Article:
Iowa State University Seed Science Center protecting $1.6 billion in seed exports during pandemic
During the COVID-19 pandemic, the seed health experts at Iowa State University’s Seed Science Center are working diligently to provide stability to help protect $1.6 billion in annual seed exports by the U.S. seed industry.
“The global nature of the seed business makes this situation particularly difficult,” said Gary Munkvold, a professor of plant pathology and microbiology, who co-directs the National Seed Health System administered by the Seed Science Center.
“International operations and the movement of seeds from country-to-country is vital to domestic seed supplies,” Munkvold said. “The need is particularly critical right now as seed companies are working to get their product shipped in time to meet spring planting windows.”
The National Seed Health System, authorized by the USDA Animal and Plant Health Inspection Service, serves to accredit both private and public entities to perform activities in support of issuance of federal phytosanitary certificates for the international movement of seeds.
A phytosanitary certificate acts as a declaration that seeds are healthy. The certificate acts as a kind of passport, providing companies and other entities to the necessary paperwork to move seeds across borders.
The National Seed Health System is a public-private partnership that serves a critical role in protecting export of an estimated $1.6 billion in seeds annually.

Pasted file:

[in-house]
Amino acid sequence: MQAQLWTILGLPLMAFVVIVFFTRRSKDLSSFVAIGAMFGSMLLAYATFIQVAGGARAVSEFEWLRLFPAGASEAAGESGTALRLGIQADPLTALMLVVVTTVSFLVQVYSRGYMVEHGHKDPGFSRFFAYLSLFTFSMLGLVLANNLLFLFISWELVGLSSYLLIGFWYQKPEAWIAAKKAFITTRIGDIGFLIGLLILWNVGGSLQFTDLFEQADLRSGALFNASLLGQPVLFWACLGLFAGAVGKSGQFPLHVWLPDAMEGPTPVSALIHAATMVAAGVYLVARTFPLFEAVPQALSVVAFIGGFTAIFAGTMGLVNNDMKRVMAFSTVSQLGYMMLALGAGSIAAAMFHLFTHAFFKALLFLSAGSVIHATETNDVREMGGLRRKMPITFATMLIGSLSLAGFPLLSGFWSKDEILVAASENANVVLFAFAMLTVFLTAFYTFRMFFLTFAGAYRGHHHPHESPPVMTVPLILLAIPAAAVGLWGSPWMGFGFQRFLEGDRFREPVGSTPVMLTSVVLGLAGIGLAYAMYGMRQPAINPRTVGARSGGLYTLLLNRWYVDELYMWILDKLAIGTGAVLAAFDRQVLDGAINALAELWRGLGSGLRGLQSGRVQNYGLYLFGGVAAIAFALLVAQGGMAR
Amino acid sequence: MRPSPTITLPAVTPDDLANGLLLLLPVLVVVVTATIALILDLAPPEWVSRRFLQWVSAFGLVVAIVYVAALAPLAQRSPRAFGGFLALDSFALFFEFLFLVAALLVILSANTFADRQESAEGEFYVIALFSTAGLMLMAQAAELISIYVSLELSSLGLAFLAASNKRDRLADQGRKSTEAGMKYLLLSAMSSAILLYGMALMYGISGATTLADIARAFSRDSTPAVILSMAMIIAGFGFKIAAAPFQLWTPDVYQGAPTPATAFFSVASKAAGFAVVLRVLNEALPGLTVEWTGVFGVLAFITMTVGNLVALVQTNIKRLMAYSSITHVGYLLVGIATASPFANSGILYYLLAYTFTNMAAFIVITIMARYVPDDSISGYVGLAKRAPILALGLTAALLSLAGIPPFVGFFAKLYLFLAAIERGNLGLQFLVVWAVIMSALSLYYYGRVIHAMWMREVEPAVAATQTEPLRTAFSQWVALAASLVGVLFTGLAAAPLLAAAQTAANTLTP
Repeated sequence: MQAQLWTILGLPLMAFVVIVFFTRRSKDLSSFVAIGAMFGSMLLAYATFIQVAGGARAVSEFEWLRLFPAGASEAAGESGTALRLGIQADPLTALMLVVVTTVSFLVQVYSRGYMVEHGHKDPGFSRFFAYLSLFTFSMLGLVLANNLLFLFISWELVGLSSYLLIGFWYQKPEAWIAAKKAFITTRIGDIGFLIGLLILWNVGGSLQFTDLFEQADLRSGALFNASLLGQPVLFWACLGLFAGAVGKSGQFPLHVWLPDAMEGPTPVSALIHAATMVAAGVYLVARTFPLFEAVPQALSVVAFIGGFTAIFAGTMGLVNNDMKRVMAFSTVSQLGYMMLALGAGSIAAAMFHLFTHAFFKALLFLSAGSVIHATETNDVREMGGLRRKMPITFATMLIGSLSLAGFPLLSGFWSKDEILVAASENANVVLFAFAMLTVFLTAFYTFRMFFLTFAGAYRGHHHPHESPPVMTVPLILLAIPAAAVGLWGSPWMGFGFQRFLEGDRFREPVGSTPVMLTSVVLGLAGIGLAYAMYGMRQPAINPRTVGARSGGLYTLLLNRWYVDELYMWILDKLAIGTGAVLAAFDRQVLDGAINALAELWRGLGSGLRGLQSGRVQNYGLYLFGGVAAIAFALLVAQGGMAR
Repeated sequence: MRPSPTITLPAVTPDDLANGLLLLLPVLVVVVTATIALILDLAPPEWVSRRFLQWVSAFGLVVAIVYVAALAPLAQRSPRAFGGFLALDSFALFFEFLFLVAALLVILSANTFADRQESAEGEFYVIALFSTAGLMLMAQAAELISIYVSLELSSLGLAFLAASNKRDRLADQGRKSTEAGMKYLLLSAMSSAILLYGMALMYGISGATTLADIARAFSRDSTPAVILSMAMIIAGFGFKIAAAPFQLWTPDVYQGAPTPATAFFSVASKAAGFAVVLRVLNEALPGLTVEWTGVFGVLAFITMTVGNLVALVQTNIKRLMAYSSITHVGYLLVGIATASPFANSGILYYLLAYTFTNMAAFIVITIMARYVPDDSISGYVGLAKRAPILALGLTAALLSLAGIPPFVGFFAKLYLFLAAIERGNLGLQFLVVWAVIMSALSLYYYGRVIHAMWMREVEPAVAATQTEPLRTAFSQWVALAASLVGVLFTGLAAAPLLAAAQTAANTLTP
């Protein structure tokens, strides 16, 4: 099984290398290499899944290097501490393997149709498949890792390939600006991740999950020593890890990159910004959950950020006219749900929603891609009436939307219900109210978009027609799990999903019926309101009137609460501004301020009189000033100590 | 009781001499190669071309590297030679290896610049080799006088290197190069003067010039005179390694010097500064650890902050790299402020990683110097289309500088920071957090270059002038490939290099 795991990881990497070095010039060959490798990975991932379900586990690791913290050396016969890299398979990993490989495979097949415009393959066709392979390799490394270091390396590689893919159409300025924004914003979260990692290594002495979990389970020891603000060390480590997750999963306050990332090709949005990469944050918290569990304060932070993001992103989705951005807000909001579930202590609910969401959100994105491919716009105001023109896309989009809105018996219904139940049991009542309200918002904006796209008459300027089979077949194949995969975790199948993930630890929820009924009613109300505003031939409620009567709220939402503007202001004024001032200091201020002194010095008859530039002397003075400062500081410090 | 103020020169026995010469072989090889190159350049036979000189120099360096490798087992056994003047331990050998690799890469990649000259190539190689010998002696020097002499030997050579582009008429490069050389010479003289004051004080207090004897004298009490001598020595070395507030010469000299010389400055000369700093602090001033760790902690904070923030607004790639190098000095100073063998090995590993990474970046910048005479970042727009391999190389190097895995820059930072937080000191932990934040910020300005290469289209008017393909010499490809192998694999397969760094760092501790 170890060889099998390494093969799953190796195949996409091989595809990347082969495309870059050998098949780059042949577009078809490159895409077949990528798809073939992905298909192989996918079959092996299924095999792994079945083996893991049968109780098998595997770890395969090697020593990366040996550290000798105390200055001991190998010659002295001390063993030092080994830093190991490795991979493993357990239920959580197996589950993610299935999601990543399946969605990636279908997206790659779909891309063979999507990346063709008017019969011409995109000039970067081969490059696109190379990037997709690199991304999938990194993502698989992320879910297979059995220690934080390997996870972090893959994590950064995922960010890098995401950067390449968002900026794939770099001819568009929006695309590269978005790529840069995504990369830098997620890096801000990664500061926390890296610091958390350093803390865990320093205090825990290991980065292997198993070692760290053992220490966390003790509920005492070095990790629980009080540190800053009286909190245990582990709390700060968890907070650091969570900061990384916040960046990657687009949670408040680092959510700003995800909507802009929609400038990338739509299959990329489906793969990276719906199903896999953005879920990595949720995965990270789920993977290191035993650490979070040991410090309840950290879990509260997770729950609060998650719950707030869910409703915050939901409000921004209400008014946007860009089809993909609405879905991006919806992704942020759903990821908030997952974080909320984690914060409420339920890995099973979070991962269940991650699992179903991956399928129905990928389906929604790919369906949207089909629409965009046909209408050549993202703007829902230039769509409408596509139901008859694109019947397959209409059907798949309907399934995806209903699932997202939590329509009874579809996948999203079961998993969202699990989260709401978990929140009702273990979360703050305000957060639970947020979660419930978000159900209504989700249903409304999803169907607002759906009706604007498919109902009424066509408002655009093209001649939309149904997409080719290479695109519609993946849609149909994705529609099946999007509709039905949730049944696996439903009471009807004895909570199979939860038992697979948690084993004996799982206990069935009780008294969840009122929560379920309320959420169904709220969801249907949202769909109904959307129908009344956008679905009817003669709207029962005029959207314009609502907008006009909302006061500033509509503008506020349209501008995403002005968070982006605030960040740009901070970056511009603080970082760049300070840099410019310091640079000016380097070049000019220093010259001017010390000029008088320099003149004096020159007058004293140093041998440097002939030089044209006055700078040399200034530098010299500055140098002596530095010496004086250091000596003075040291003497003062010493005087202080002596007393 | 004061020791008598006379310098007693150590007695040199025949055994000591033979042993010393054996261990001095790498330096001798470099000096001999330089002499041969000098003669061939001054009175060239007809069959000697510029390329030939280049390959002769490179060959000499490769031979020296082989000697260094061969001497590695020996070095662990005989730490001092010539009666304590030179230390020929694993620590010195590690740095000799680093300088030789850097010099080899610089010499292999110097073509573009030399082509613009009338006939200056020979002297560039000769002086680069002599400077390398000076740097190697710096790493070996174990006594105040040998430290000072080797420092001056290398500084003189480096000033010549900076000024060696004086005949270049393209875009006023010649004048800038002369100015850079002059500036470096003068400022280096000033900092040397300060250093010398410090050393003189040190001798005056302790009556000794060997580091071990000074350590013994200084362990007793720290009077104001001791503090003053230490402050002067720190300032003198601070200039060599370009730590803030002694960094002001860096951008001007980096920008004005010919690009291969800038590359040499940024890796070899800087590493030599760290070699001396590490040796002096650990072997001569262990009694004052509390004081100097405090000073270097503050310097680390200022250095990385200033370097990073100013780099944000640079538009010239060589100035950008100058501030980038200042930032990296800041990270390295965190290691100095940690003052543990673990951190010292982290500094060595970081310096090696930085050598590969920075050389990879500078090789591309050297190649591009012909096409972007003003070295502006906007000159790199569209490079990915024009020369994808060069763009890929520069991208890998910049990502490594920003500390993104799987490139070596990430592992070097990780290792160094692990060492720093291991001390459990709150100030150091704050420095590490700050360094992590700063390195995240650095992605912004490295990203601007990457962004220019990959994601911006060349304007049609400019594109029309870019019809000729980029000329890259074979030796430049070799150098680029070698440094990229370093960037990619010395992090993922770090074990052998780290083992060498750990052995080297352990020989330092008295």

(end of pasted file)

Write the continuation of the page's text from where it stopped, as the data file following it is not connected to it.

“Access to quality seed is vital to maintain a sound economy,” said Manjit Misra, director of the Seed Science Center. “It is the foundation of feeding, clothing and fueling the globe.”
Seed Science Center faculty and staff are continuing to test samples to support phytosanitary certification and the movement of seed. They are following pandemic requirements to ensure social distancing, including offsetting staffing schedules for nights and weekends.
“Seed testing services are critical to the seed industry, so the Seed Science Center has made maintenance of these services a top priority,” Munkvold said. “The National Seed Health System is maintaining its activities and accommodating accredited companies so they can continue their seed testing and inspection activities without interruption.”
Some may be surprised to learn the seed production industry is a year-round global operation, according to Charlie Block, the Seed Science Center’s seed health testing coordinator and co-director of the National Seed Health System.
“Companies plan and schedule seed shipments months in advance to meet seed planting deadlines around the world,” Block said. “Schedules are tight, and the timely turnaround of seed health tests plays a key supporting role.”
The pandemic has had a profound effect on all aspects of seed industry operations. Many have put in place necessary practices to comply with COVID-19 recommendations from the U.S. Centers for Disease Control and Prevention. Employees with many companies are under severe travel restrictions and work-from-home policies.
To support these companies and the timely movement of seed, the National Seed Health System has implemented emergency policies that include working closely with seed companies on a case-by-case basis. Read more at seedhealth.org.
“Dedicated people at the Seed Science Center are working every day to ensure a safe, healthy seed supply for continued food and economic security,” Munkvold said.